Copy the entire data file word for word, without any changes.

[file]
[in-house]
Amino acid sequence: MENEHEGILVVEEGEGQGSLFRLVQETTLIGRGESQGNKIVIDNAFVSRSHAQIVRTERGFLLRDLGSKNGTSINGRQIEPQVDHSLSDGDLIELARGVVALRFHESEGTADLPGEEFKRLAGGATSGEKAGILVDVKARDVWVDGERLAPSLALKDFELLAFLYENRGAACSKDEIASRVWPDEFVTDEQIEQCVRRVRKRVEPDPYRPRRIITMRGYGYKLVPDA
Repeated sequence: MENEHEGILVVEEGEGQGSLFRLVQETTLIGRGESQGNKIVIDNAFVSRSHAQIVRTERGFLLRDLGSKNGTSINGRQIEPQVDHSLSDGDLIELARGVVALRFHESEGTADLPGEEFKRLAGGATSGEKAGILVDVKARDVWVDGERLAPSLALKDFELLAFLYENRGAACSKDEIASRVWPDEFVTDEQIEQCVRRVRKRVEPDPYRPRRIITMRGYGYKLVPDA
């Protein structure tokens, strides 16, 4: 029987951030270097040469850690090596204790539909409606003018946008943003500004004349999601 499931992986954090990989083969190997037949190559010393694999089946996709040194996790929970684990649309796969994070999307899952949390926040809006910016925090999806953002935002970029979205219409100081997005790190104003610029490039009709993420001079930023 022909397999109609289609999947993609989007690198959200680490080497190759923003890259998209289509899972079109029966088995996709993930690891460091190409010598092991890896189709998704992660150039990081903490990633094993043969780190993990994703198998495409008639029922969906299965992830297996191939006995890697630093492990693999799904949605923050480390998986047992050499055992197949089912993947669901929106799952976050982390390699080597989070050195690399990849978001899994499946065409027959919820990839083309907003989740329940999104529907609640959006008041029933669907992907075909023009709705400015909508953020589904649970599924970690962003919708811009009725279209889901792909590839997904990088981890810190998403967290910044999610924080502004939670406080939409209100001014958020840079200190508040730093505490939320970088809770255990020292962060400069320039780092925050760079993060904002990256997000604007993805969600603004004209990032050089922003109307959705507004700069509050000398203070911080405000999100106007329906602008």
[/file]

[in-house]
Amino acid sequence: MENEHEGILVVEEGEGQGSLFRLVQETTLIGRGESQGNKIVIDNAFVSRSHAQIVRTERGFLLRDLGSKNGTSINGRQIEPQVDHSLSDGDLIELARGVVALRFHESEGTADLPGEEFKRLAGGATSGEKAGILVDVKARDVWVDGERLAPSLALKDFELLAFLYENRGAACSKDEIASRVWPDEFVTDEQIEQCVRRVRKRVEPDPYRPRRIITMRGYGYKLVPDA
Repeated sequence: MENEHEGILVVEEGEGQGSLFRLVQETTLIGRGESQGNKIVIDNAFVSRSHAQIVRTERGFLLRDLGSKNGTSINGRQIEPQVDHSLSDGDLIELARGVVALRFHESEGTADLPGEEFKRLAGGATSGEKAGILVDVKARDVWVDGERLAPSLALKDFELLAFLYENRGAACSKDEIASRVWPDEFVTDEQIEQCVRRVRKRVEPDPYRPRRIITMRGYGYKLVPDA
């Protein structure tokens, strides 16, 4: 029987951030270097040469850690090596204790539909409606003018946008943003500004004349999601 499931992986954090990989083969190997037949190559010393694999089946996709040194996790929970684990649309796969994070999307899952949390926040809006910016925090999806953002935002970029979205219409100081997005790190104003610029490039009709993420001079930023 022909397999109609289609999947993609989007690198959200680490080497190759923003890259998209289509899972079109029966088995996709993930690891460091190409010598092991890896189709998704992660150039990081903490990633094993043969780190993990994703198998495409008639029922969906299965992830297996191939006995890697630093492990693999799904949605923050480390998986047992050499055992197949089912993947669901929106799952976050982390390699080597989070050195690399990849978001899994499946065409027959919820990839083309907003989740329940999104529907609640959006008041029933669907992907075909023009709705400015909508953020589904649970599924970690962003919708811009009725279209889901792909590839997904990088981890810190998403967290910044999610924080502004939670406080939409209100001014958020840079200190508040730093505490939320970088809770255990020292962060400069320039780092925050760079993060904002990256997000604007993805969600603004004209990032050089922003109307959705507004700069509050000398203070911080405000999100106007329906602008």